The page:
Organic market fruits and vegetablesAdd Some Color to Your Diet with Foods You Love

Sometimes when we think we cannot accomplish a goal, we have a tendency to give up. After all, why try to do something that is thought to be impossible. The USDA recommends that we eat 3-5 servings of fruits and vegetables each day, but only 33 percent of Americans are reaching this goal. This may make the goal seem impossible. What if we are a picky eater? What if we do not like kale or blueberries? Can we still achieve a healthy and balanced diet?

The answer is yes! You do not need to love the latest super food or the healthiest of vegetables to get the nutrients your body needs to thrive. Simply add some color to your diet.

Most of the nutrients in fruits and vegetables can be separated into color groups, so all you have to do is pick a couple of foods from each group to add to your weekly food intake.


The green fruits and vegetables have amazing benefits from lutein, zeaxanthin and indoles that help age-related macular degeneration as well as speed up the enzymes that break down carcinogens. These greens also strengthen bones and teeth.

Green fruits and vegetables include: kiwi, honeydew, avocado, zucchini, celery, asparagus, edamame, peas

Green, Leafy

I have separated out the green leafy vegetables from the other green fruits and vegetables because of the health benefits and disease prevention provided by this specific group. These vegetables also contain a lot of fiber, vitamins and minerals. It is very important to include green leafy vegetables in your diet on a daily basis.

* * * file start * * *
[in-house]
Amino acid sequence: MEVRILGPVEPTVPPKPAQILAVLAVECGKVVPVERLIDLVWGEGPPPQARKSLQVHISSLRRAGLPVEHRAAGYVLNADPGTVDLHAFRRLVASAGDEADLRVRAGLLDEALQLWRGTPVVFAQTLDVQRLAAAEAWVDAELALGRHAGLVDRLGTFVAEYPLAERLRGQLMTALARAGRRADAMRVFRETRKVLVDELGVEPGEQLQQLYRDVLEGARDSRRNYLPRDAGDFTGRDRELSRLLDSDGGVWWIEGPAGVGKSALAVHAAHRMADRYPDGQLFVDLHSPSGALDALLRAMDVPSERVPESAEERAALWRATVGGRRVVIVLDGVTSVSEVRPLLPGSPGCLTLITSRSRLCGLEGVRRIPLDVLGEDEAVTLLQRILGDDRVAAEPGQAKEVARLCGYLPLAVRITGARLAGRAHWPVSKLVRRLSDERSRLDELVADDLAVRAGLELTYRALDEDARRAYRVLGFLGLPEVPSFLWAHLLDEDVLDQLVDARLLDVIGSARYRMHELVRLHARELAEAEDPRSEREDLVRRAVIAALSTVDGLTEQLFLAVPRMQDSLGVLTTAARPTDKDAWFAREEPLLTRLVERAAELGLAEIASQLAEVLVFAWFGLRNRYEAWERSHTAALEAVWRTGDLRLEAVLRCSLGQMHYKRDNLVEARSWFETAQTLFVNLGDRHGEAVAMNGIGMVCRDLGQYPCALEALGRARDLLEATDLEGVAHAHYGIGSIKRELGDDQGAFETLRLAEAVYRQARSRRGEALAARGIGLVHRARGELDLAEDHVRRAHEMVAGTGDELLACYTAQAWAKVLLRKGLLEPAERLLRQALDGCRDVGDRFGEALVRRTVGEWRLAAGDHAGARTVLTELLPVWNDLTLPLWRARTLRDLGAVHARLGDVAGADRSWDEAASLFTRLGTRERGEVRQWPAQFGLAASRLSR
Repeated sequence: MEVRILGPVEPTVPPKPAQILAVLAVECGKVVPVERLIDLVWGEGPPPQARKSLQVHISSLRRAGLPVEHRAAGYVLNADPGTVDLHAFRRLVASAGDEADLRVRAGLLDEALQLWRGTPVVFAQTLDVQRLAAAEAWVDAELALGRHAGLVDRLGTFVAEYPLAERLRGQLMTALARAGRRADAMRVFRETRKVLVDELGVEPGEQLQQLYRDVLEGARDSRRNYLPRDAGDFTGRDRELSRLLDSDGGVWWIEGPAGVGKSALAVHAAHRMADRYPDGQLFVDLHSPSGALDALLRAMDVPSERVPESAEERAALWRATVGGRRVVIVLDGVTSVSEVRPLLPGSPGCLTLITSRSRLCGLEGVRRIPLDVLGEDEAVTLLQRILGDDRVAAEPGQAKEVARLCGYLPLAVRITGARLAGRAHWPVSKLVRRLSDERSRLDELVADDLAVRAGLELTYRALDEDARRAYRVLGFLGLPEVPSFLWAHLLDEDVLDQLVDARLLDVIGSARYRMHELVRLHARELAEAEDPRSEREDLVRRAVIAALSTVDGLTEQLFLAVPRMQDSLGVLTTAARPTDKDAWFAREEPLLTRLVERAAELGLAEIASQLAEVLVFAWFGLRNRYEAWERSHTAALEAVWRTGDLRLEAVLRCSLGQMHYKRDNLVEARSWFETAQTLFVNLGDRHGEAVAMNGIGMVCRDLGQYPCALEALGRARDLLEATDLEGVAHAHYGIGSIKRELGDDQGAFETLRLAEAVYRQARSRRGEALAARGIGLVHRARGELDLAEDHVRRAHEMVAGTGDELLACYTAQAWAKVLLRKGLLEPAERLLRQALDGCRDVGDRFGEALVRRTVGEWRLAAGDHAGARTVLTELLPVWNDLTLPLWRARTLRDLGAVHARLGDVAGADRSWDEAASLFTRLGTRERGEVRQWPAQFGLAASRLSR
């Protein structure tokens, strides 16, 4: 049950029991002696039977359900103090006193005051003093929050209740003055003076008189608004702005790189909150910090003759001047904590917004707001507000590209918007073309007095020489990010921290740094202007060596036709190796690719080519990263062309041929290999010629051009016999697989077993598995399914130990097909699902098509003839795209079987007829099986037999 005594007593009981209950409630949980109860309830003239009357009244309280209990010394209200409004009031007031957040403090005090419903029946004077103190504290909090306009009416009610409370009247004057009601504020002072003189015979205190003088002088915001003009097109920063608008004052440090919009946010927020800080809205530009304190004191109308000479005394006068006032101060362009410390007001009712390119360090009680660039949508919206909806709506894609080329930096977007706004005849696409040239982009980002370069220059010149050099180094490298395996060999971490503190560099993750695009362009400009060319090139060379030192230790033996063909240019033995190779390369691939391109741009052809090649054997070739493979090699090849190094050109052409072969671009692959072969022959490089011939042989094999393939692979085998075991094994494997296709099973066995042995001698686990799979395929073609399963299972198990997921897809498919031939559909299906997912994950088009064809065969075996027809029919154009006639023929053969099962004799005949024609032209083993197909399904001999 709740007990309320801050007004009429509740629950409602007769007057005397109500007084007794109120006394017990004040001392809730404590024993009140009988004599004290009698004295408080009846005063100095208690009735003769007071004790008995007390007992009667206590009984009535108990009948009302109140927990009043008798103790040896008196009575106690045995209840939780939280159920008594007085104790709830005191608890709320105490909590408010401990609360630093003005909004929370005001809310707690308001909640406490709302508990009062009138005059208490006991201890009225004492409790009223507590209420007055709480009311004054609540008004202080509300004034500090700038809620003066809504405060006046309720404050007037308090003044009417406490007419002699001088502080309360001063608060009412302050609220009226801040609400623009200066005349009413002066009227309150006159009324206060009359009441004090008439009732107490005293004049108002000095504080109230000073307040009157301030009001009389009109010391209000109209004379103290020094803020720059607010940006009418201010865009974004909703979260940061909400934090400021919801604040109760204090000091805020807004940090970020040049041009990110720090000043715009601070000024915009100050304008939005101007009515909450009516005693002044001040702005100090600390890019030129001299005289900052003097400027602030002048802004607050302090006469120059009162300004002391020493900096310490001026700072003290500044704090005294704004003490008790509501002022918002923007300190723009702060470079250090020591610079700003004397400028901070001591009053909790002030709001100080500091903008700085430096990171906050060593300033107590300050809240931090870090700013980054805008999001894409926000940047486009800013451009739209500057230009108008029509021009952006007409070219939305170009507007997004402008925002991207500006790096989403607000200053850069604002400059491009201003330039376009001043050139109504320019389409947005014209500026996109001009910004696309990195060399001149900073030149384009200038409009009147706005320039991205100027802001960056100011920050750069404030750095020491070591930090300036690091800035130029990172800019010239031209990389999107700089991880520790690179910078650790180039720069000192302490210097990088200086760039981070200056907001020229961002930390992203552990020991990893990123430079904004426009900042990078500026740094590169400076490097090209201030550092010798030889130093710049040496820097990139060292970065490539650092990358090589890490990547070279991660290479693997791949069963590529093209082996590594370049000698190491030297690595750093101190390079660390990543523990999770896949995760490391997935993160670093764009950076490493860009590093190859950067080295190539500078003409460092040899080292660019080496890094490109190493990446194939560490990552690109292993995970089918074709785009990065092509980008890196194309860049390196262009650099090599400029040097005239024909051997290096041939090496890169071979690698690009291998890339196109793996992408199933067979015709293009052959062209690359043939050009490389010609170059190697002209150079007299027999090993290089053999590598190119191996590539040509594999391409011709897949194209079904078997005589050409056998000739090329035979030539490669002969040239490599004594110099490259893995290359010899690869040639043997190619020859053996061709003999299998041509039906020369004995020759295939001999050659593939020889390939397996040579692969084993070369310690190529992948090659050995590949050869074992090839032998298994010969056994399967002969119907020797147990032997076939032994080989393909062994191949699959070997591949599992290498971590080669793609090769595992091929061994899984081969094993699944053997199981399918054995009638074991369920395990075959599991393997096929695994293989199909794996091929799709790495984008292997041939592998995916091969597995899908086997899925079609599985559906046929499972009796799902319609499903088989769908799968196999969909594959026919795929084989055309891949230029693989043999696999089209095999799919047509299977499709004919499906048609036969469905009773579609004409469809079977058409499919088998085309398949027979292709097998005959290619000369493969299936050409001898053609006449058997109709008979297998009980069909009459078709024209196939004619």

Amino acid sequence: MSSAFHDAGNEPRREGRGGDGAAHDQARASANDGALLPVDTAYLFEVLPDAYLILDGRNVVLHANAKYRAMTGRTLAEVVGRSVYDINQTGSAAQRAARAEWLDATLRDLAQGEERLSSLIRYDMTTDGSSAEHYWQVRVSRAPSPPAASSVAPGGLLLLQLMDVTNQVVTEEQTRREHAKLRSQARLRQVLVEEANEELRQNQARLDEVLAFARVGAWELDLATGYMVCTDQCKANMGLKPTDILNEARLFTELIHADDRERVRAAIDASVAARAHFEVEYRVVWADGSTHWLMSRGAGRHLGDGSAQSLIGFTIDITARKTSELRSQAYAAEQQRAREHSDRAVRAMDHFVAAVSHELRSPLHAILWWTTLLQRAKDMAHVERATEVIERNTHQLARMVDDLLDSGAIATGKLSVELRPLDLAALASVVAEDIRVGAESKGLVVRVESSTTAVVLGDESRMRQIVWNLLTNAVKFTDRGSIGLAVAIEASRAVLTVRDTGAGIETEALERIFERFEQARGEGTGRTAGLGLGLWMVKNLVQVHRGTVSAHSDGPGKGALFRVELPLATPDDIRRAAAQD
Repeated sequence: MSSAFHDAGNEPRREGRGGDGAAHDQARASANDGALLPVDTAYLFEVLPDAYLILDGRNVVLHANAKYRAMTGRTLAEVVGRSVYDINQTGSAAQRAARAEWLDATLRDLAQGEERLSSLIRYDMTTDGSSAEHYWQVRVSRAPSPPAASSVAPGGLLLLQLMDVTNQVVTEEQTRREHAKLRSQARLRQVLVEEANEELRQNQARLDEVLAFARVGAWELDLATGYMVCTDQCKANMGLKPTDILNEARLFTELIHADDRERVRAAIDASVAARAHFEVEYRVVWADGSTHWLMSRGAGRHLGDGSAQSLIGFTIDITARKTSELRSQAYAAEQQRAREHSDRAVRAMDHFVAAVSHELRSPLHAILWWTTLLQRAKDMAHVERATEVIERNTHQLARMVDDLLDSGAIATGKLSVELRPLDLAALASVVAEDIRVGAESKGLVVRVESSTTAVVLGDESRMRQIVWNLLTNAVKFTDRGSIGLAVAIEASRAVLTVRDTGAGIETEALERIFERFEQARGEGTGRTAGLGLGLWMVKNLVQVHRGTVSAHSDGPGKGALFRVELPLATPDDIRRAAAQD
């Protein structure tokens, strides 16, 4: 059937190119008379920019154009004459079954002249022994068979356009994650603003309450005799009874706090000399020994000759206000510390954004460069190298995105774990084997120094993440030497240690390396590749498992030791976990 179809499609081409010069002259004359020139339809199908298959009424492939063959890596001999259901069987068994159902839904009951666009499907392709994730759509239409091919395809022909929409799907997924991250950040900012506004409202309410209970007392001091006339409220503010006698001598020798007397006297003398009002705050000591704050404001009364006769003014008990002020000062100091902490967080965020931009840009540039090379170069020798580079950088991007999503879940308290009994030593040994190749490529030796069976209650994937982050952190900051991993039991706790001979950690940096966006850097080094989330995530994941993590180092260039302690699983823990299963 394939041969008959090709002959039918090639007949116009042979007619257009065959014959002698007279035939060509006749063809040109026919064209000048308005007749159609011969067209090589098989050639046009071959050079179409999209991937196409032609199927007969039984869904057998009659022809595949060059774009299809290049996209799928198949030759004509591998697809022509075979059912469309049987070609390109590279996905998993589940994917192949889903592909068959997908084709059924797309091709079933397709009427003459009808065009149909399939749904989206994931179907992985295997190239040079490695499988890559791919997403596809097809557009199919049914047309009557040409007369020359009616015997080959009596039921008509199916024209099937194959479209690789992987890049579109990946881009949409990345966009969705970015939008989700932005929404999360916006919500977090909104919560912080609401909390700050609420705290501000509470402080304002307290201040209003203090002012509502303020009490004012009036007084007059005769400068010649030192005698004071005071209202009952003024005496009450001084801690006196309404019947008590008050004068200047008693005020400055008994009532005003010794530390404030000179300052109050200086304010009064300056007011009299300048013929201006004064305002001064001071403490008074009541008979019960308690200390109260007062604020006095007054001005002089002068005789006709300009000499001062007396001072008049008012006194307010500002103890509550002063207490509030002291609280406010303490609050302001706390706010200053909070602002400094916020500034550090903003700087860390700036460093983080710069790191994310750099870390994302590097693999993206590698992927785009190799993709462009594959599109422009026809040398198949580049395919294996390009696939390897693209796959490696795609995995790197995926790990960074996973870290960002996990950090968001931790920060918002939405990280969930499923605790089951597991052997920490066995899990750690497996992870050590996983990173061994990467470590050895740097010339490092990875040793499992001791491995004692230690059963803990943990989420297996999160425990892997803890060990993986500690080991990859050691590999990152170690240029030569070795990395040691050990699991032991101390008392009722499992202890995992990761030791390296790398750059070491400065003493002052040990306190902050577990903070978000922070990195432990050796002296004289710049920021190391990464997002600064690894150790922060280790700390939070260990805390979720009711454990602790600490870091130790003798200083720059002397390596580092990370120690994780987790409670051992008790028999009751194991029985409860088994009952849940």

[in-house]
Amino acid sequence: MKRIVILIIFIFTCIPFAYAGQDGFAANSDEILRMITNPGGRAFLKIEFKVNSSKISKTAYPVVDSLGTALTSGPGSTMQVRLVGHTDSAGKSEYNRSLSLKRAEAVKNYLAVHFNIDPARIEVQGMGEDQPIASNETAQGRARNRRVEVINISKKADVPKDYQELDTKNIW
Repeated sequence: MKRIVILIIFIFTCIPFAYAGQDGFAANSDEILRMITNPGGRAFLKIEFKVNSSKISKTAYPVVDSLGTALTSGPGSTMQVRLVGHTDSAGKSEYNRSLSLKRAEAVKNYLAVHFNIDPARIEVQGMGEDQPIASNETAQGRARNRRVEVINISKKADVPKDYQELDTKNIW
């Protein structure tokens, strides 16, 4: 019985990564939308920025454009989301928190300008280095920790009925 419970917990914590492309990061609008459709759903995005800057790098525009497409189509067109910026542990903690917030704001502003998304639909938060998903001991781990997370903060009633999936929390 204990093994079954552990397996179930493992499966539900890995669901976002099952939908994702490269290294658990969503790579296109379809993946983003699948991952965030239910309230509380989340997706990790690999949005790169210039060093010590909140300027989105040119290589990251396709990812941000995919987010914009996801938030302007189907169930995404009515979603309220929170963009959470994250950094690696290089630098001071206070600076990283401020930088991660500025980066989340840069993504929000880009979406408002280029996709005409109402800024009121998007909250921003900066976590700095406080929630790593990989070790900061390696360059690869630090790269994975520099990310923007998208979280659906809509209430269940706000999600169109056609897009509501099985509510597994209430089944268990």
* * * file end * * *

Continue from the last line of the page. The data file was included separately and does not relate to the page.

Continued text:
Green leafy vegetables include: kale, spinach, collards, Swiss chard, mustard greens broccoli, romaine lettuce, cabbage and iceberg lettuce (although this last one is mostly water).

Blue and Purple

This category of colored fruits and vegetables contain anthocyanins, phenolics and resveratrol that help prevent the risk of cancer, stroke and heart disease. These nutritious fruits and vegetables also help improve memory and promote healthy aging.

Blue and purple fruits and vegetables include: purple cabbage, blackberries, blueberries, grapes, eggplants, and plums.


Red vegetables and fruits contain lycopene and anthocyanins which helps to neutralize free radicals that can cause cancers and other harmful diseases.

Red fruits and vegetables include: tomatoes, grapefruit, watermelon, strawberries, raspberries, beets, radishes, red peppers, rhubarb, cherries, cranberries and red apples.

Orange and Yellow

This color of produce contains carotenoids and bioflavonoids that help maintain the immune system, slow aging, as well as prevent cancer. Carotenoids are also thought to improve eye health.

Orange and yellow fruits and vegetables include: cantaloupe, corn, pineapple, pumpkin, apricots, oranges, tangerines, orange and yellow peppers, and mangoes.


White fruits and vegetables contain anthoxanthins that may help lower blood pressure and reduce risk for heart disease. These also contain allicin which has been shown to reduce the risk of stomach cancers.

White fruits and vegetables include: bananas, mushrooms, onions, garlic, potatoes, cauliflower, parsnips and turnips.

So why not pick out one or two items from each color category and add them to your diet? You do not need to love all fruits and vegetables or even the most popular produce to obtain the nutrients you need. Simply pick and eat the ones you enjoy to live a healthy, happy life.

Sources: Guide to a Healthy Kitchen by WebMDThe Color of Nutrition by NY TimesNutrition: Fruit and Vegetable Colors by Livestrong

Originally posted 2013-10-29 10:44:10.


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